Two South Florida Men Charged with Funneling PPP Loan Money Through Vast Network of Stolen Identities
Most of the most well publicized cases of PPP loan fraud fit one of two patterns. In some cases, the defendant applied for a PPP loan for a company they genuinely owned, but they misrepresented the company’s expenses in order to get a bigger loan, which they used for personal expenses, some of them extravagant. In other cases, the applicant represented their own identity truthfully but included made-up information about the purported company on behalf of which they were requesting funds. In other words, a real person lied about a real company, or else a real person lied about a fake company. In this week’s case, though, the PPP loans were just one small piece of a complex network of identity theft and fraudulent business dealings. Here, our Miami white collar crimes defense lawyer explains how PPP loan fraud spelled the beginning of the end for an identity theft conspiracy that had been going on for years.
The Charges: Identity Theft and Synthetic identification Fraud
According to a criminal complaint filed in South Florida on August 25, 2020, Jean Fleuridor of Weston and Hasan Brown of Aventura are participants in a long-standing conspiracy to conduct financial dealings using stolen and synthetic identities. The difference between identity theft and synthetic identification fraud is that identity theft involves using the victim’s identifying information, such as their name, birthdate, and social security number, to impersonate the victim in order to gain access to their assets. In synthetic identification fraud, the fraudsters steal the victim’s social security number and then use it to create a fictional identity through which they make fraudulent transactions. In other words, they give the social security number a new name and birthdate.
Fleuridor, 41, and Brown, 44, along with at least one other co-conspirator not named in the complaint, allegedly stole dozens of social security numbers and used them to create hundreds of synthetic identities. The victims of the social security number theft belonged to groups especially vulnerable to having their social security numbers stolen and misused, namely minors and people serving long prison sentences. Most children do not even know their social security numbers, making it impossible for them to find out if someone has been misusing their identifying information. Likewise, it is very difficult for people who are incarcerated to find out if someone has used their social security numbers to open bank accounts, take out loans, and the like.
Using the stolen social security numbers, Fleuridor and Brown allegedly opened bank accounts and set up shell companies in the names of the synthetic identities. Many of these bank accounts were at a bank in San Antonio, although the synthetic identities’ addresses tended to be in Florida. All of this happened before the COVID-19 pandemic.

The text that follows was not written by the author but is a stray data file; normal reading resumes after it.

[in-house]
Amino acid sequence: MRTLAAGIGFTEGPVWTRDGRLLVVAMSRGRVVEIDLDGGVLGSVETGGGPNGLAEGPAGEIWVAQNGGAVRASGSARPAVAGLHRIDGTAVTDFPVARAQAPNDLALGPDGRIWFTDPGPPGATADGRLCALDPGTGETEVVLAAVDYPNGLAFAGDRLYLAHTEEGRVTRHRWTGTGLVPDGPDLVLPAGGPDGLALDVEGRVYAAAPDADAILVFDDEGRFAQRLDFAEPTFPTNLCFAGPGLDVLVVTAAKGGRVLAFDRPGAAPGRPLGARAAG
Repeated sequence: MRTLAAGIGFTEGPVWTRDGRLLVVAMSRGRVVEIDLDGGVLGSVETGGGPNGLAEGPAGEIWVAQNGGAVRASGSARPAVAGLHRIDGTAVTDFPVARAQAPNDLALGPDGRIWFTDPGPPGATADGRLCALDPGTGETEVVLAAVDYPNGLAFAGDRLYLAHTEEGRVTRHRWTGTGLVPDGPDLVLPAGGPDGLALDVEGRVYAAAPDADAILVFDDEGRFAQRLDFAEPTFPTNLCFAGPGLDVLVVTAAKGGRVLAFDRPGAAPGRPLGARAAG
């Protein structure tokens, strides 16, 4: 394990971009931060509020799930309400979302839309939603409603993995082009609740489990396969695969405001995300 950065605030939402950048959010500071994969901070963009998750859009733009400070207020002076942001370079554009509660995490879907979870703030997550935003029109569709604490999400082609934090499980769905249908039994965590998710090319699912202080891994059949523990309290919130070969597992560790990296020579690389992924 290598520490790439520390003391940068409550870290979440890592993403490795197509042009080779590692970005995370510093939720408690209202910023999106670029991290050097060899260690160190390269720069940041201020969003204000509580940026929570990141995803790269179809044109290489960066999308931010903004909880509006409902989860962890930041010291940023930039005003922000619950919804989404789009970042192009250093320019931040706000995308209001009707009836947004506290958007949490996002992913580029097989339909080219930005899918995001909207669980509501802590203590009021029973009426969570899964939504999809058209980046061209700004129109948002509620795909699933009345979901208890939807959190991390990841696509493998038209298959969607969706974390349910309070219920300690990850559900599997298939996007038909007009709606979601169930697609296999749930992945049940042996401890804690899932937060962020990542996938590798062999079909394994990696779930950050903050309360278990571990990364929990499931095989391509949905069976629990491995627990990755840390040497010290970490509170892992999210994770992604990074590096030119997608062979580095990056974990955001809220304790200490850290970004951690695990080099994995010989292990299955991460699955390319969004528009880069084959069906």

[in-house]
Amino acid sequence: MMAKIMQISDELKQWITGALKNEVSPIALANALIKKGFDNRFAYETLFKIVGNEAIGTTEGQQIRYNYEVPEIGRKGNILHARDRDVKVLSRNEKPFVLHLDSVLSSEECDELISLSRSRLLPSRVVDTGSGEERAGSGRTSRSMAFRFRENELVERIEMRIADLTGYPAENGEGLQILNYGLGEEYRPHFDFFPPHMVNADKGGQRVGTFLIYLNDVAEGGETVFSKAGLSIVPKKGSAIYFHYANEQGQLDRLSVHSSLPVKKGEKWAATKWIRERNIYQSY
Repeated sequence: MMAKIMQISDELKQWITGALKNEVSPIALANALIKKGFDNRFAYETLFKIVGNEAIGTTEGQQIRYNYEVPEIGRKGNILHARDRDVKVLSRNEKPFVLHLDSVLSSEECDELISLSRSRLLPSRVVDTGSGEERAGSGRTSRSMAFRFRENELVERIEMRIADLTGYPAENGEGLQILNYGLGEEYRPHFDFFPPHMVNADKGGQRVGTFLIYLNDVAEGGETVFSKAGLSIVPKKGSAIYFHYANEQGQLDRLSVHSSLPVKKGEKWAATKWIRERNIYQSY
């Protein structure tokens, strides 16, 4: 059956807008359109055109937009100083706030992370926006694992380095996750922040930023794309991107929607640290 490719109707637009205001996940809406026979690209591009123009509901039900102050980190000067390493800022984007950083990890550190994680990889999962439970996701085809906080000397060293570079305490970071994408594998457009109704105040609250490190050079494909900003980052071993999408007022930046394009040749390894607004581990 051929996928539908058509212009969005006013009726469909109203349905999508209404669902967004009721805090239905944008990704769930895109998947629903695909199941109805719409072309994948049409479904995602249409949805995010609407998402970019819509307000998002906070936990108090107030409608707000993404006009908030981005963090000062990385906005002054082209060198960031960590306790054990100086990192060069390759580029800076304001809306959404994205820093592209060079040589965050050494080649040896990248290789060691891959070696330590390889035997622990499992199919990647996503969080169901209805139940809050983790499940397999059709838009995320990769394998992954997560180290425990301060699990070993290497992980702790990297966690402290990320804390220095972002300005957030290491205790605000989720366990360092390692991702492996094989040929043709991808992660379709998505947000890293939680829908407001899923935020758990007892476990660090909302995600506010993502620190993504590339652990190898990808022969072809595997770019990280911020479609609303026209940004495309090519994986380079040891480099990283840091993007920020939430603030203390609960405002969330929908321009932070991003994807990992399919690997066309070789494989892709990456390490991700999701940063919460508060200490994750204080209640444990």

Defendants Borrow PPP Loans, Leading Law Enforcement to Connect Them to Fake Identities
Beginning in 2019, the victim bank in San Antonio became suspicious of several accounts that frequently wired large sums of money to each other. An investigation in the bank revealed that the social security numbers attached to these accounts and others, a total of about 700 accounts, belonged to incarcerated people, some of whom were serving life sentences. The oldest of these accounts was opened in 2017. Law enforcement first became suspicious of Fleuridor when they discovered that the IP address of his computer had logged into at least one of the fraudulent accounts at the victim bank.
As for PPP loan fraud, Fleuridor applied for and received a $60,000 PPP loan for Skyline Development, a company he owns. Brown also applied for a PPP loan in excess of $500,000 for his company Tech Savvy. Meanwhile, a company called Deb’s Housekeeping also applied for and received a PPP loan. The company allegedly belongs to a synthetic identity, and the IP address of the computer used to access it belongs to Brown. A search of Fleuridor’s and Brown’s computers also indicated that they both allegedly falsified quarterly statements they submitted as supporting documentation on their PPP loan applications.
No information has been published in the news media about their cases after they were charged in August. If convicted, they could face up to 30 years in prison, but no published reports have revealed whether either of them has entered a plea.
Let Us Help You Today
If you are facing charges for your alleged role in a conspiracy to commit PPP loan fraud or another financial crime, a Miami white collar crime lawyer can help you avoid a long prison sentence. Contact Ratzan & Faccidomo for help with your case.